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Major brain surgery is called "major" because it often requires removal of a large portion of brain tissue. Often a tumor or other bit of nastiness will be located somewhere fairly deep under the brain's surface, and in other cases a part or all of a hemisphere must be removed to stop severe epileptic seizures. Either way, the surgeons need to know which hemisphere is responsible for language processing, so they can try to leave it alone and damage the other side. One of the common ways of making this determination is known as the Wada Technique, after its inventor Juhn Wada.

Each hemisphere is served by its own carotid artery, which runs up the neck and supplies blood for that entire side. To determine which hemisphere does language processing, the neurosurgeon injects sodium amobarbital into one or the other carotid. Amobarbital is a powerful sedative/hypnotic barbiturate, and rushes up the artery and through the blood-brain barrier into which ever hemisphere is on that side. That hemisphere temporarily goes dead, leaving the patient with only the other hemisphere remaining conscious. The doctor then asks the patient questions in order to determine if he still has most of his language ability. Usually the Wada test is done on separate occasions for both sides of the brain, to make sure language ability isn't bilateral.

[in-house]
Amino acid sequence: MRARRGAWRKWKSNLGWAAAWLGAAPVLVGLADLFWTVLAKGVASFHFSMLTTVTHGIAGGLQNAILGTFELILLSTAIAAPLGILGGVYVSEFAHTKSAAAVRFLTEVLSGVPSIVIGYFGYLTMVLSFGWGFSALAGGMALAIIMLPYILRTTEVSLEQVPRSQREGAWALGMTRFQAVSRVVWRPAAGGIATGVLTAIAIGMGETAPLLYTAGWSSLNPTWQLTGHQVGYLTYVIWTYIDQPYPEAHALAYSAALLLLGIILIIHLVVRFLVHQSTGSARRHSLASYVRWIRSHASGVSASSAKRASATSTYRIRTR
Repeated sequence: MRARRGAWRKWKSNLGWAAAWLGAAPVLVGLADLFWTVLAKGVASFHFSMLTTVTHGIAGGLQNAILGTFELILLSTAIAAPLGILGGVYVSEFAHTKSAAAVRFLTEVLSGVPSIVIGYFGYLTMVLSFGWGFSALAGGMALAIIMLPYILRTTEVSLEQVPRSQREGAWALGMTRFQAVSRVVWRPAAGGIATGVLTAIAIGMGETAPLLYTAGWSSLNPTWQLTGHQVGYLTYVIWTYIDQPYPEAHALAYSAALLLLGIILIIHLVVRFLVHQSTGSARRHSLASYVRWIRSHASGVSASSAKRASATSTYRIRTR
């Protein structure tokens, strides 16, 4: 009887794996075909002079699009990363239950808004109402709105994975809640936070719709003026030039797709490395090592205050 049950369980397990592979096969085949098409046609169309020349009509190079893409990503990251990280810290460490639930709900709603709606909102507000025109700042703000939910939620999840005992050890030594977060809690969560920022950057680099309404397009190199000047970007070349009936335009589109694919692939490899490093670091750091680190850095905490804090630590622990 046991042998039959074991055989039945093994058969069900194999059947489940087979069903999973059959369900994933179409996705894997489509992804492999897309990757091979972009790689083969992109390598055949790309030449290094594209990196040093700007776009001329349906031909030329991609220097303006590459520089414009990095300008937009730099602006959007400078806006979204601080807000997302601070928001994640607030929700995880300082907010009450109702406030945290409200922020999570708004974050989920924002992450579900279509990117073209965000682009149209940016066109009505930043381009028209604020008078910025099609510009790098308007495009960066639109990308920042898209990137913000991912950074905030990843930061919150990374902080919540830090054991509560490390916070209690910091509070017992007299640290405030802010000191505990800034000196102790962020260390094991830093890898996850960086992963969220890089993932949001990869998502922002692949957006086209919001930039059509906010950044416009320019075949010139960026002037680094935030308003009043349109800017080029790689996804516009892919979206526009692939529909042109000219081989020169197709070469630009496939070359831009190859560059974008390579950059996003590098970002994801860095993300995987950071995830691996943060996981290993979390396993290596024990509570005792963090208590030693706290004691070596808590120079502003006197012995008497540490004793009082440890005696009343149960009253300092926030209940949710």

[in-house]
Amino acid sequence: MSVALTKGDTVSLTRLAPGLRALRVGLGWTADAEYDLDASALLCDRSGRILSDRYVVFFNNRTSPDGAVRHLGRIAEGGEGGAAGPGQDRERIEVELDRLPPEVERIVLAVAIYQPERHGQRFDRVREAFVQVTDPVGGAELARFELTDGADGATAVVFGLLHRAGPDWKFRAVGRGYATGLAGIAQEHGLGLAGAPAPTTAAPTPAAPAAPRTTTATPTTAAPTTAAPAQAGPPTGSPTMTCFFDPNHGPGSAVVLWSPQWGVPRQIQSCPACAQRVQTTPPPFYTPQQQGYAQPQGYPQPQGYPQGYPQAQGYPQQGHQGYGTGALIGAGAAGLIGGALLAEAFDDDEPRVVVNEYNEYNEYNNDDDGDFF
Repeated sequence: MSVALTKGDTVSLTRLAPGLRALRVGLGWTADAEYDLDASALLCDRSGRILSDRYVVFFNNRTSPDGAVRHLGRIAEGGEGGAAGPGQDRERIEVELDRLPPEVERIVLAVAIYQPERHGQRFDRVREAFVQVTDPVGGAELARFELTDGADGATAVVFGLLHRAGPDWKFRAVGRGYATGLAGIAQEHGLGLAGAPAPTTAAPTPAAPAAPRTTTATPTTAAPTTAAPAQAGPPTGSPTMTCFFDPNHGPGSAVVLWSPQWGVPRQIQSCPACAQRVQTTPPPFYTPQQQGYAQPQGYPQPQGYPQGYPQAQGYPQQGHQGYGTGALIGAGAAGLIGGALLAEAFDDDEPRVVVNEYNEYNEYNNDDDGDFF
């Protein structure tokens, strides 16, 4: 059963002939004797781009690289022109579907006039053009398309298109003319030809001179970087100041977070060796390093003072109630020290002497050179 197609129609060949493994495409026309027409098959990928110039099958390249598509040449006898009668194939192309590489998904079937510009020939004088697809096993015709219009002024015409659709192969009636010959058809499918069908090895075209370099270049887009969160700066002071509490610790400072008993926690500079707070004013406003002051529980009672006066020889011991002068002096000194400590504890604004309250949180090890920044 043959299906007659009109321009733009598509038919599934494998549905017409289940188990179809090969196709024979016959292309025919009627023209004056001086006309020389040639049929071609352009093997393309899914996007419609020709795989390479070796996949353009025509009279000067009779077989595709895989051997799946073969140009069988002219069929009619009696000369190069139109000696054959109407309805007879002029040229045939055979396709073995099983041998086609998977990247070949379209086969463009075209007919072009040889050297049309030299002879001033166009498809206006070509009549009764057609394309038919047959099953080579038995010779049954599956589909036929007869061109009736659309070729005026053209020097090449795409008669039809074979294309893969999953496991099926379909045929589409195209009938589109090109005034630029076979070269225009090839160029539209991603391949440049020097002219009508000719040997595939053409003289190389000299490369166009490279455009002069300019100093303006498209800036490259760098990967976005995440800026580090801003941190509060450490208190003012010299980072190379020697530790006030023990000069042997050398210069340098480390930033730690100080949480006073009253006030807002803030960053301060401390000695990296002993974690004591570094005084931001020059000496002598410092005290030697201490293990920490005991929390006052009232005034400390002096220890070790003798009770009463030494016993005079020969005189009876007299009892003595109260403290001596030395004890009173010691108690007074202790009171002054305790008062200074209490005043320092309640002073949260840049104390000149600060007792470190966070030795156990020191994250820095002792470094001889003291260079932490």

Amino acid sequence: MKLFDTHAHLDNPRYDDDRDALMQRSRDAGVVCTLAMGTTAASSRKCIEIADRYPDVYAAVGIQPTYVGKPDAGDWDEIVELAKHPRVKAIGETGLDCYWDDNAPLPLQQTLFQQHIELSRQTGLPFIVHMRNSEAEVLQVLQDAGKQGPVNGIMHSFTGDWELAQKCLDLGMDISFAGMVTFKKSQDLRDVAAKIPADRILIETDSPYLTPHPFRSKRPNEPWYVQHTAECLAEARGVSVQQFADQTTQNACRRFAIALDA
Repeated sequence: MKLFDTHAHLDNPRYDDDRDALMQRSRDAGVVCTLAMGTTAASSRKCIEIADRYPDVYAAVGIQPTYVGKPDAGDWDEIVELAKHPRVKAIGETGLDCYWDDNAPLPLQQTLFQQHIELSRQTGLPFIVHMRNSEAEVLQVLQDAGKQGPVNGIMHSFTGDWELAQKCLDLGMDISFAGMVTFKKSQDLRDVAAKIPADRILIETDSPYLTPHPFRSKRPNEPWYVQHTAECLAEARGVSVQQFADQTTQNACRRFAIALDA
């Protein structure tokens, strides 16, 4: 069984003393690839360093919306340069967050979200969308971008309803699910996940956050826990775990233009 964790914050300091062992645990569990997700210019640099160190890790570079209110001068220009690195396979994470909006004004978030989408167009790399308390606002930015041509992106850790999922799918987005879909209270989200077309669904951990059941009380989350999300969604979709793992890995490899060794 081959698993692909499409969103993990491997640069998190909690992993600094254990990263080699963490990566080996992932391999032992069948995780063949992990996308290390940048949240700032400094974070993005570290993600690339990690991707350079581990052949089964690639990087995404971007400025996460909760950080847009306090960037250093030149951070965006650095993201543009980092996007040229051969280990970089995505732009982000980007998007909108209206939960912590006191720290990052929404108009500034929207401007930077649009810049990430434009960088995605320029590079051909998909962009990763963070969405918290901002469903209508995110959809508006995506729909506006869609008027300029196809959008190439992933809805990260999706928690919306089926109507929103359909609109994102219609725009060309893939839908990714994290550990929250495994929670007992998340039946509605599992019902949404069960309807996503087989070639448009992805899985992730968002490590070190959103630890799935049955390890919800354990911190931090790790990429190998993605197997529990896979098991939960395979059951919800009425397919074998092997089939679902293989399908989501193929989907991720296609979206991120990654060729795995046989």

Some of the literature capitalizes this as the WADA Technique. However, since the technique is named after a person and not an acronym, capitalizing the whole word is no doubt a mistake. A precursor to Wada testing was first done by Dr. Wada in Japan in 1949; the first English journal paper explaining use of the technique was in 1960, published with T. Rasmussen.

A little bit off topic, but here are some of the results that have been found with the Wada Technique since 1960. Left hemisphere language dominance is present for 96% of all right-handed people, and the remaining 4% have dominant right hemisphere. Bilaterality of language processing is not found in right-handed people. For left-handers and the ambidextrous, 70% are left dominant, 15% are bilateral, and 15% are right dominant. Note that these numbers were taken from a patient population, and may not be representative of the general population.

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